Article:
The Single Anastomosis Duodenal-Ileal Bypass (SADI) is one of three main types of bypass procedure. (The other bypass procedures are the Roux-Y and OAGB). It was developed as an improved version of the older Duodenal Switch operation.
The SADI bypass is a powerful weightloss procedure that combines two procedures in one; a sleeve gastrectomy, and an intestinal bypass. Because the pyloric valve is kept intact, there is less risk of dumping syndrome that can occur after other types of bypass (especially the Roux-Y), and also less risk of bile reflux. There also less risk than other types of bypass of developing marginal ulcers in patients who regularly smoke or use anti-inflammatory medication.
Like the other types of bypass, the SADI Bypass is a combined restrictive/metabolic surgical procedure. It is restrictive in the sense that it ‘restricts’ how much food the stomach can hold and is ‘metabolic’ in that it influences gut hormones, blood sugar regulation, and metabolism. This combination allows for very powerful weight control and significant improvement in metabolic problems associated with obesity such as hyperlipidaemia and diabetes.
One of the key benefits of the SADI Bypass is it very effective as a revision procedure after a previous sleeve gastrectomy. This is because the sleeve component has already been performed, and it is straight forward to add the intestinal component to complete the SADI bypass to address inadequate weight loss or weight regain.
Another important benefit of the SADI is that the risk of Marginal Ulcers on the surgical join is less than in other types of bypass. This benefit may be particularly relevant in patients who smoke (or vape), or use NSAID anti-inflammatories on a regular basis, as these factors greatly increase the risk of Marginal Ulcers in OAGB and Roux-Y bypass.
It is performed laparoscopically (keyhole surgery), using 5 small incisions. A stomach sleeve (approximately one cup) is first created by dividing the stomach using surgical staplers in exactly the same way as a stand-alone sleeve. Then the duodenum (first part of the intestine) is divided just after the pyloric valve, and surgically joined to the lower part of the small intestine, diverting the food stream away from the upper intestine. The procedure takes approximately 1-2 hours, and post op recovery is quick; and you will be able to walk comfortably and drink a wide variety of fluids including coffee, juices and soup that afternoon. One night in hospital is usual, and you can return to work and everyday life after 5-7 days.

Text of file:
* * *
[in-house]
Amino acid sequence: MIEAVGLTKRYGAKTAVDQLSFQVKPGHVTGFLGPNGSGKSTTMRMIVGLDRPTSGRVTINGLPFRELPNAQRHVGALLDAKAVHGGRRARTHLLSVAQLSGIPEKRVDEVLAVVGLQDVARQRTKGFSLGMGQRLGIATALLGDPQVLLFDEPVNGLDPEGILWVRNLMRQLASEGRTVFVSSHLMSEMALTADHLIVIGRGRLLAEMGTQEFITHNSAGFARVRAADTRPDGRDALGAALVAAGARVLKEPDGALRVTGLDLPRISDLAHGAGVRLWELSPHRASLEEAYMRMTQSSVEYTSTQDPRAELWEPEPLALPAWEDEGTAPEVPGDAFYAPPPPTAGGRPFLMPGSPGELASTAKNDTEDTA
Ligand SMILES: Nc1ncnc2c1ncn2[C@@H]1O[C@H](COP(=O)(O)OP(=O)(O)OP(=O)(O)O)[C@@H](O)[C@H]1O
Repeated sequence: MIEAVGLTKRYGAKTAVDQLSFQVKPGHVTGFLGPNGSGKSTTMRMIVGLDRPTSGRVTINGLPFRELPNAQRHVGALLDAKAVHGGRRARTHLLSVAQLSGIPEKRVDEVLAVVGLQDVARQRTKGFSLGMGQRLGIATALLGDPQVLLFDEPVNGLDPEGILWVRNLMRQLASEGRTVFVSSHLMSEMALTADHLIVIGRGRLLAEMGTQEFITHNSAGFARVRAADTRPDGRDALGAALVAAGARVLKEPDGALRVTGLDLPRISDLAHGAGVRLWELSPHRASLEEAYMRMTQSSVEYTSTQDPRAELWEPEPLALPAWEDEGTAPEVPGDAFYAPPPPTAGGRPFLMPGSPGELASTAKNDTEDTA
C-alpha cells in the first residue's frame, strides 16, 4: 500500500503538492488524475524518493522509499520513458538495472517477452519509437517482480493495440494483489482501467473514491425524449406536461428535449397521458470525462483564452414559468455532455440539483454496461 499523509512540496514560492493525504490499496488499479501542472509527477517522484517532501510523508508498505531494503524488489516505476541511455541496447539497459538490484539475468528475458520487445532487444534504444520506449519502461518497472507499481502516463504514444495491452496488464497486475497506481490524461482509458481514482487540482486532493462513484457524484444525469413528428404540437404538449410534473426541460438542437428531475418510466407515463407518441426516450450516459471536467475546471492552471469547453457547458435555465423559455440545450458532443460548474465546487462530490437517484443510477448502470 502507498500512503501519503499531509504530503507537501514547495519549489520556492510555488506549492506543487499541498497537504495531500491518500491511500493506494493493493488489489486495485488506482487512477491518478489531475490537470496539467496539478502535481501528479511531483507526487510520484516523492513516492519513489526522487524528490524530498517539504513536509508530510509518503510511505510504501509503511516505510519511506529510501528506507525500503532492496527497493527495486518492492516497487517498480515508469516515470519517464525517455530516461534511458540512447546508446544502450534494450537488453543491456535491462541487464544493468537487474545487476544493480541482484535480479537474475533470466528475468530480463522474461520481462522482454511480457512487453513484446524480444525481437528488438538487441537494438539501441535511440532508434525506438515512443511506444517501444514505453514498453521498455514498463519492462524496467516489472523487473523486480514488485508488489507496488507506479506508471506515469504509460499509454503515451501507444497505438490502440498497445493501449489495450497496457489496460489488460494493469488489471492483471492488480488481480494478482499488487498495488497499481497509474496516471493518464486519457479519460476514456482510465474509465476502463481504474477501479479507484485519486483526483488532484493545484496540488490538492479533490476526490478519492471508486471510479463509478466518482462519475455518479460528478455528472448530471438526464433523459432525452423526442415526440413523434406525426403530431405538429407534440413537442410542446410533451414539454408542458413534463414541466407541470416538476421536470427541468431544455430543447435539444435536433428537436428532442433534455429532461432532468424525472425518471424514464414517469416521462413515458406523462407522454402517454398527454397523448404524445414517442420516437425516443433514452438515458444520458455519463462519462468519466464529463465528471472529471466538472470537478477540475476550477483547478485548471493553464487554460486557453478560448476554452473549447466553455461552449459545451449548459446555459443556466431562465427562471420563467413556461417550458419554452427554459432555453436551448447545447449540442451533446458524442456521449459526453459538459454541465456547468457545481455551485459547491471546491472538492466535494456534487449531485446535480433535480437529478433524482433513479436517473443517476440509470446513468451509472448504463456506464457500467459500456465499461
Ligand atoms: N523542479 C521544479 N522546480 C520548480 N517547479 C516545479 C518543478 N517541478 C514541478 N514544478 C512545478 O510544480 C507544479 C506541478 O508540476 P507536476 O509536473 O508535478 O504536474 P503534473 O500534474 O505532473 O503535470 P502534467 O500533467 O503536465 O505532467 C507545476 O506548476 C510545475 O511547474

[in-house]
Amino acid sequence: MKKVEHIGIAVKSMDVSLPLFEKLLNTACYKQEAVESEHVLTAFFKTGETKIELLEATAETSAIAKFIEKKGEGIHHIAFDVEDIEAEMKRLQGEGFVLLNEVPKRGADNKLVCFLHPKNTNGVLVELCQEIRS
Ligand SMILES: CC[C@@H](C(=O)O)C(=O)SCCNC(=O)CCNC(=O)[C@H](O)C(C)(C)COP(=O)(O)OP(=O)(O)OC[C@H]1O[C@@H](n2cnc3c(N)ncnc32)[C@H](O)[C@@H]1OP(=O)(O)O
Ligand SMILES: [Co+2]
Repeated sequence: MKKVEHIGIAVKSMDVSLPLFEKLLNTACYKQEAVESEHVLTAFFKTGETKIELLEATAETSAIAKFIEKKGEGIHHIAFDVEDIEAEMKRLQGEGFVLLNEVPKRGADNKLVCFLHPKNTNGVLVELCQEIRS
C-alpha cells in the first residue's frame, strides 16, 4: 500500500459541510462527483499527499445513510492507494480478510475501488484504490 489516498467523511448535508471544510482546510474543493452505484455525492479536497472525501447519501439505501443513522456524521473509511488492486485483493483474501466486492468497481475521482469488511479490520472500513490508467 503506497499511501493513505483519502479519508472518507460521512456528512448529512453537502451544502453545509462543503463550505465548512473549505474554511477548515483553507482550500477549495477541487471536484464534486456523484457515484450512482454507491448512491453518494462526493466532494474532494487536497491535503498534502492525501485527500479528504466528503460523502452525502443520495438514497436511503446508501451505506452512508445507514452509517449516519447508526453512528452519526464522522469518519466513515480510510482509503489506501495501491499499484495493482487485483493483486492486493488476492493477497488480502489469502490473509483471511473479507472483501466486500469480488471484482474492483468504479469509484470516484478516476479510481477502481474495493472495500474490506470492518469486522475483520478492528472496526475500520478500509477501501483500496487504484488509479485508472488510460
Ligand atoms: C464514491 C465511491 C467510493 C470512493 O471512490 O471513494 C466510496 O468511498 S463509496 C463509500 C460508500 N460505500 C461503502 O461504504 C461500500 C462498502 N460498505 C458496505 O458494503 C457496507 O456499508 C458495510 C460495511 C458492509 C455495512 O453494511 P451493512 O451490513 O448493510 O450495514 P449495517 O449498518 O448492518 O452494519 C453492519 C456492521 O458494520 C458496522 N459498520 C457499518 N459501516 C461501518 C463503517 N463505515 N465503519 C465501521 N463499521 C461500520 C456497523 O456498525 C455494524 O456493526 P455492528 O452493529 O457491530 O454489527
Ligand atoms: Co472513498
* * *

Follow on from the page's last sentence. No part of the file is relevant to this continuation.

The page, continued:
The SADI Bypass is highly effective with multiple studies reporting continued weight control at several years and beyond. It is also especially good at treating diabetes, which will improve in the majority of cases, and even achieve complete remission in many instances.
As with all bypasses, another advantage is that they can be reversed if ever needed. However, because some of the small intestine is bypassed, there may be a reduction in the absorption of certain micronutrients and vitamins, and therefore ongoing vitamin supplementation and monitoring are important.
Am I eligible?
To be considered for the SADI Bypass you will need to have a Body Mass Index of at least 35. CHECK YOUR BMI
The SADI Bypass may be especially appropriate for you if your BMI is greater than 45 and you have poorly controlled type 2 diabetes, and also are a smoker, or require daily NSAID anti-inflammatory medication. It is also an appropriate option if you have previously had a sleeve but experienced insufficient weight loss or weight regain.
What are the risks of SADI Bypass?
As with any surgery there are potential risks involved. Whilst most patients do not have any problems after SADI Bypass, complications can sometimes occur, and occasionally be quite serious. Recovery and outcome may depend on the patient’s existing health status. Specific complications of the SADI Bypass include:
- Short term surgical risks may affect up to 1% of patients and include leakage from staple lines or anastomoses, blood clots, bleeding and anaesthetic complications
- Long term issues include loose bowels, vitamin deficiencies, acid reflux, gallstones, and marginal ulcers
Come in for your consultation where we will discuss the SADI Bypass in more detail including benefits and risks.